Lal Shahbaz Qalandar, a patron saint of Sindhis, was born early in the twelfth century in Marwand, now Afghanistan, to a noble Makhdum, sayed Ahmed Kabir, who was a close friend of the King of Tabriz.
Lal Shahbaz Qalandar’s real name was Syed Muhammad Usman and his mother was a high-ranking princess. He showed from his infancy signs of a deep spiritual nature.
It is said that even when very young he had developed occult powers. He knew Quran by heart at age seven, and at twenty he was initiated into the Qalandar order.
The call of the Spirit came to this man who was destined to be the mystic light, the light of Sufism to India and especially to Sind.
He had three other friends: Baba Farid Shakar Ganj of Pakpattan, Jalaluddin Bukhari of Uch- Bahawalpur and Bahauddin Zakaria of Multan.
They are known to the Sufis as the four great friends, the great pioneers of 13th century Sufi movement. Lal Shahbaz Qalandar and his friends conceived the idea of coming over to India.
The King of Baghdad, who loved and revered Lal Shahbaz Qalandar, entreated him not to leave Baghdad; but he, who felt the urge from within, could not see his way to remain, and soon after led his three companions on the holy mission that was to spreads Islam in India.
Many are the stories given about their adventurous journey: tradition is resonant with the voice of miracles. It is said that when the party arrived at the Persian Gulf and after they had reached one particular island they could not find a soul.
They had to cross to some other place to secure a boat. Lal Shahbaz Qalandar said to his companions…
Depend upon God and enter the stream; but take care, you must have no attachment to the things of the world, otherwise the waters cannot give you a safe passage. Here is my bowl, lay your hands on it and it shall serve us as a boat.
The four entered the stream. In the middle of the river the bowl began to sink and the companions along with it.
one of the three companions, had carried with himself a gold brick, calculating that it might be of some use on a rainy day.
Marwandi ordered him to throw it into the river, and behold! As soon as the brick sant, the bowl came up and the friends safely reached the other side.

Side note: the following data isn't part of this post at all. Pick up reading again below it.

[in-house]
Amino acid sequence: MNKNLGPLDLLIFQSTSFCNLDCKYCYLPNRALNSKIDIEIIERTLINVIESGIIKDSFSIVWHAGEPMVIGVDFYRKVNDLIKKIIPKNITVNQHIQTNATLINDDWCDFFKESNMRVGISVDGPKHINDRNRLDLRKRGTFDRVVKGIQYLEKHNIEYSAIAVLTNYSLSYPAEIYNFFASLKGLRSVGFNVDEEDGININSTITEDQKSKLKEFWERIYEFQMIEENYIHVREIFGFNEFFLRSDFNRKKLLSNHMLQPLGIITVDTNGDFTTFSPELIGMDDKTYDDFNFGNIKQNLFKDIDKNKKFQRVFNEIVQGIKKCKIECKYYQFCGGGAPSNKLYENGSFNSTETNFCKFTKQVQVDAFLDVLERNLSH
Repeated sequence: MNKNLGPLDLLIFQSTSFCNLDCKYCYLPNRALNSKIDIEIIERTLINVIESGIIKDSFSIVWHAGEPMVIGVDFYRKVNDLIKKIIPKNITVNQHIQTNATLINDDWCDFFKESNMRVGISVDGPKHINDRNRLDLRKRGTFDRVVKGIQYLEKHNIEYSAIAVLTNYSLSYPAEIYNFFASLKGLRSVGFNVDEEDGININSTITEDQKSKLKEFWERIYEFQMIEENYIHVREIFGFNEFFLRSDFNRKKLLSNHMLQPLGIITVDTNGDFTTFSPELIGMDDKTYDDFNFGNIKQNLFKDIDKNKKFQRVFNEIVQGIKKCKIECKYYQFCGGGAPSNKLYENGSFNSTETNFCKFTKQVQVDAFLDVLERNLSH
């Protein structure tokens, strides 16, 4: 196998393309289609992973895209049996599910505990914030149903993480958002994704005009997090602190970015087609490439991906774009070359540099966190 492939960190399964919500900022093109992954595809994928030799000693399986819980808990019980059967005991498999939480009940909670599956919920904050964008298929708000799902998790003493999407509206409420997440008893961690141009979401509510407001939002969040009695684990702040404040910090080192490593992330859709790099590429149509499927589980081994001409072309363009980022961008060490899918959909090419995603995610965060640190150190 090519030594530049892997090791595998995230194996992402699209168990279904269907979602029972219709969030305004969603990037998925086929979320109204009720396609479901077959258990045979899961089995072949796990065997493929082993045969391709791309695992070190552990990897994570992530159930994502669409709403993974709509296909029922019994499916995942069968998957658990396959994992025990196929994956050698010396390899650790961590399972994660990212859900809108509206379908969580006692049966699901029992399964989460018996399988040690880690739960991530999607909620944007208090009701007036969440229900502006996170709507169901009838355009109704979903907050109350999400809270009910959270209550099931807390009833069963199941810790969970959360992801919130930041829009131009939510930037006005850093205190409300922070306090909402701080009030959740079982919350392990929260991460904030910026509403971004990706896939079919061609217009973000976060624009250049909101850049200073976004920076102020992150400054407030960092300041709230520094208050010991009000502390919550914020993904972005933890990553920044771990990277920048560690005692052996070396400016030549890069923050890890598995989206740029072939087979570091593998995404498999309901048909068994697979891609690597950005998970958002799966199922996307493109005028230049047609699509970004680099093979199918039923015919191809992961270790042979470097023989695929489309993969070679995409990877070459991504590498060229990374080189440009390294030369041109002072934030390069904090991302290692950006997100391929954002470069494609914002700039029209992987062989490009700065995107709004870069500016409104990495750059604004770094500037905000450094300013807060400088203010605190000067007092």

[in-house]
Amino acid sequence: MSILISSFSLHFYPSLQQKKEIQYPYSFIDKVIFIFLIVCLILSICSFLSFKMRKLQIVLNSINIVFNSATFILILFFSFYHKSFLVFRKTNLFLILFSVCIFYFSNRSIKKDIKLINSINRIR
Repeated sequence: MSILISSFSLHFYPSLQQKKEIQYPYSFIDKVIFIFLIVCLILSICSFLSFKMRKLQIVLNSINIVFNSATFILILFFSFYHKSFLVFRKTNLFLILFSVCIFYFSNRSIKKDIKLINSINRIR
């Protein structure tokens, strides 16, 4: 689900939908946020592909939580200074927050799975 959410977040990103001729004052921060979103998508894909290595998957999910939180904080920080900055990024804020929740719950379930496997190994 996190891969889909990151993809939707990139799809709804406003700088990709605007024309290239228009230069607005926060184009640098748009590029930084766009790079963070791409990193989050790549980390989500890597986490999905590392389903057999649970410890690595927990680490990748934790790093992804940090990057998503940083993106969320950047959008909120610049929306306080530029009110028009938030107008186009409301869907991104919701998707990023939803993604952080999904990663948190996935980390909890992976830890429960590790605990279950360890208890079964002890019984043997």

Lal Shahbaz Qalandar is said to have been challenged on the way by a famous ascetic to bathe in a tub of burning oil. He successfully passed the test.
Thus he earned the title of Lal (a ruby) as the ascetic said to him. This meant that Lal Shahbaz Qalandar was real gold having been tested by fire. He received no injury; only his robe turned crimson.
It is believed that Lal Shabaz Qalandar was so named because of the red robe he wore all his life, and a story is told of how Lal Shahbaz Qalandar rescued his friend Sheikh Farrid Shakar Ganj by a miracle from a baker’s wife’s accusations.
Sehwan is famous for its ancient Shiva temple and the remains of Kafir-Qila, a fort reportedly made by Alexander. Lal Shahbaz lived and died in Sehwan.
The legend has it that the incumbent fakirs in Sewhan sent him a bowl of milk filled to the brim indicating that the place was already full of faqirs and there was no room for one more.
He returned the bowl floating a single flower on the top suggesting by this reply that there was ample room for him, as he would remain among them floating as a flower. His legend spread far and wide by the time of his death. Thus a sacred flower was planted in the soil of Sind.
It is said that 17 leading tribes of Punjab accepted Islam at the hands of Baba Farid. Some of these tribes were Kharals, Dhudhyan, Tobian and also Wattoo, a Rajput tribe. Jalaluddin Bukhari converted the Soomros and Sammas of Sindh while Shahbaz Qalandar had a great following in Multan and Northern Sindh.
The shrine around Lal Shahbaz Qalandar tomb, built in 1356, dazzles the eye with its Sindh kashi tiles, mirror work and two gold-plated doors
The inner sanctum is about 100 yards square with the silver canopied grave in the middle. It attracts over half a million pilgrims mainly from Sindh and Punjab who flock into Sewhan, a small town.